• Lowering the cost of individual claims,
  • Training employees to recognize potential accidents before they happen,
  • Getting employees back to work faster,
  • Accident reporting procedures,
  • Offering return-to-work programs that give employees modified duties during recovery.

Download your free one-page overview—“Why Restaurants Need Workers’ Comp— that you can share with restaurant clients today!

Interested in learning how Syndicated can help you access Workers Comp options for all restaurant classes? View our page for a taste of what we cover.

 

 

 

5 Workers’ Comp Claim Tips for Your Employer Clients

Filing an insurance claim is inevitable. The ability to do so is why people purchased the insurance policy from you in the first place.

The question is, do your customers know how to file a claim? When the time comes are they going to scramble to uncover what to do? Or can you make it easier by providing step-by-step tips that educate them on the process in advance?

The section between the lines provides a quick and easy guide you can post on your website or in your email communications with your employer clients.

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Employer Tips for Managing Workers’ Comp Claims

As a business owner, you hope you never have to rely on your workers’ comp insurance policy. But similar to a fire drill, it is important to understand what you’ll need to do when the time comes to file a workers’ comp claim.

Knowing your employer responsibilities in advance can save you time while helping to reduce liability, potential lawsuits, and potential employee repercussions.

Take time to these fundamental steps now. When the time comes to file a claim, you can easily navigate the process. You’ll also keep your business financially stable while ensuring your employee can easily recover.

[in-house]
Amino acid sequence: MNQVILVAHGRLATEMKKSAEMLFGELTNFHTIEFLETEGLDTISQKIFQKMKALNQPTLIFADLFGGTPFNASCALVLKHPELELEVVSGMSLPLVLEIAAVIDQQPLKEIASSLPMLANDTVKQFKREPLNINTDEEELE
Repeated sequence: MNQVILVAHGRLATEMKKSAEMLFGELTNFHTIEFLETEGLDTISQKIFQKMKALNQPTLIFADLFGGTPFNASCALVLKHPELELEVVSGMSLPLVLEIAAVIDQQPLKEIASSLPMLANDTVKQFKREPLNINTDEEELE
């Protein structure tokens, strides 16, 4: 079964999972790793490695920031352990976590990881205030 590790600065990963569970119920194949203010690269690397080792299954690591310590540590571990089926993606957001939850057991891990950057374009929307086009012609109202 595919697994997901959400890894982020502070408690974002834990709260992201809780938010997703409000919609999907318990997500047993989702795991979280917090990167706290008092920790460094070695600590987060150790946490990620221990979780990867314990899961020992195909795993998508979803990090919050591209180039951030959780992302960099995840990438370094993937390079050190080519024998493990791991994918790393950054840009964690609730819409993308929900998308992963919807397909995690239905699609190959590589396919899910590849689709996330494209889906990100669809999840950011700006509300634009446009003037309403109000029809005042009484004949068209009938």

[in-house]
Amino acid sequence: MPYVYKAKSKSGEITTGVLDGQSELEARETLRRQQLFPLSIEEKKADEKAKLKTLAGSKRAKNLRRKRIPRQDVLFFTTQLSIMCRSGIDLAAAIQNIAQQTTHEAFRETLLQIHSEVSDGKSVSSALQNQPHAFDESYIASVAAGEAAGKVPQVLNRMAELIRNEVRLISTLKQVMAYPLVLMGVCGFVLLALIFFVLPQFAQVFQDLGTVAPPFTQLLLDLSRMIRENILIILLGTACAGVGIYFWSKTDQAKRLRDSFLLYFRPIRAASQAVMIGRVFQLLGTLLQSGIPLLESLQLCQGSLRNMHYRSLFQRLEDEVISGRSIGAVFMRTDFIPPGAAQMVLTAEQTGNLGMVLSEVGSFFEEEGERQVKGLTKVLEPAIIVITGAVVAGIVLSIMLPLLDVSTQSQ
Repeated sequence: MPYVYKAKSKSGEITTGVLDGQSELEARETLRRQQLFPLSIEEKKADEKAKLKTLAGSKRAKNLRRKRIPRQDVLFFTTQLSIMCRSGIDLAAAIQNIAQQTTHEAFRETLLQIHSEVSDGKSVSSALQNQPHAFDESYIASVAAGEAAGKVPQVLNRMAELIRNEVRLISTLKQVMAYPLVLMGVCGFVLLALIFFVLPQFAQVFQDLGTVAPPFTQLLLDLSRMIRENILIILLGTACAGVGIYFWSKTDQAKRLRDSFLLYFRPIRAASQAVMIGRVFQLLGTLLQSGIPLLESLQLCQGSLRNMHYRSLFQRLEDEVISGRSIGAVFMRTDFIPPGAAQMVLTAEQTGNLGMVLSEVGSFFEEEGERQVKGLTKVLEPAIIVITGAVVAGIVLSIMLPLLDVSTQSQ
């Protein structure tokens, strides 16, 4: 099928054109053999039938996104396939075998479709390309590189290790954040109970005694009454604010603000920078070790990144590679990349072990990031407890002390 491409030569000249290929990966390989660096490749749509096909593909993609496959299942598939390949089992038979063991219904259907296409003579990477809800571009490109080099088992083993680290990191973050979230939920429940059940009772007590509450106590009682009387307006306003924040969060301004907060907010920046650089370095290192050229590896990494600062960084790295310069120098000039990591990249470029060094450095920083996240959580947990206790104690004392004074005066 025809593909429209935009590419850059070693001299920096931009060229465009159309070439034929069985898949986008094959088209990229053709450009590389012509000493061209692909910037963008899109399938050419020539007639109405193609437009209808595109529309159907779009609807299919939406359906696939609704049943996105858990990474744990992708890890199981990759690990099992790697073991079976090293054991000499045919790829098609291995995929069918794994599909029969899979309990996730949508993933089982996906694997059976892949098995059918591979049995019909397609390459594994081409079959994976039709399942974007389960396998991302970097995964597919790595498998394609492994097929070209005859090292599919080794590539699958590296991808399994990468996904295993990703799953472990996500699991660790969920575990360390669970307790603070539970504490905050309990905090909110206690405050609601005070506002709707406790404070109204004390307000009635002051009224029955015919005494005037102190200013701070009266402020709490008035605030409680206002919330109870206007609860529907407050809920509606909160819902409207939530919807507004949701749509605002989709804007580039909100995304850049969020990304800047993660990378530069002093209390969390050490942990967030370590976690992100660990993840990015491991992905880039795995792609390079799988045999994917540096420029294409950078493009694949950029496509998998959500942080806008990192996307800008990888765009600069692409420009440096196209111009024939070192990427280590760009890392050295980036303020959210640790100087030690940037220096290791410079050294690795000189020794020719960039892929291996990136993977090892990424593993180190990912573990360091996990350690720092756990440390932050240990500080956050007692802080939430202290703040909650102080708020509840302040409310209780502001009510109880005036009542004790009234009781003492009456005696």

Report Claims Immediately. Thoroughly fill out a “First Report of Injury” form. Failing to report your claim promptly and accurately could result in fines and penalties.  Studies have shown that the longer a company waits to report an injury, the higher the damage costs. You can keep costs down by acting as soon as you learn an employee is in need of workers’ compensation benefits.

Document the Details. Create a paper trail that documents the details about the employee’s situation. Capture the who, what, when, where, why and how information. Interview the employee and any witnesses as soon as possible. It is important to capture details while it is fresh on the minds of those involved. Get signed statements. Take photos, as appropriate.

Contact Your Claims Representative. Be prepared to share the details and documentation surrounding your employee’s injury or illness. Have your employee’s contact info, wage history and claim history on hand. After you’ve provided the details, your claims representative will submit the required paperwork you shared.

Share Your Return to Work Plan. To prevent claims from escalating, share your company’s return to work plan with the employee and your claims representative. If possible, be prepared to facilitate modified work restrictions. If your employee’s responsibilities cannot accommodate modified duty, make sure all parties involved know this up front. Sharing this details from the beginning creates a clear game plan while setting expectations regarding productivity impact and overall team morale.

Keep in Touch. Out of sight, does not equal out of mind. It is critical that you consistently communicate with your employee about their status and progress. Studies have found that injured workers who feel their informational needs met also return to work faster. Let your employee know you are concerned about their recovery.

By making yourself familiar with these five steps, you can easily navigate the workers’ comp process when the time comes.

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Remember, while selling insurance policies keeps your independent insurance business going, it is only one facet of your job. To ensure repeat customers, you need to find ways to strengthen your employer client relationships. The more you can share helpful insights like this with your existing client base — the easier it is for customers to stick with you.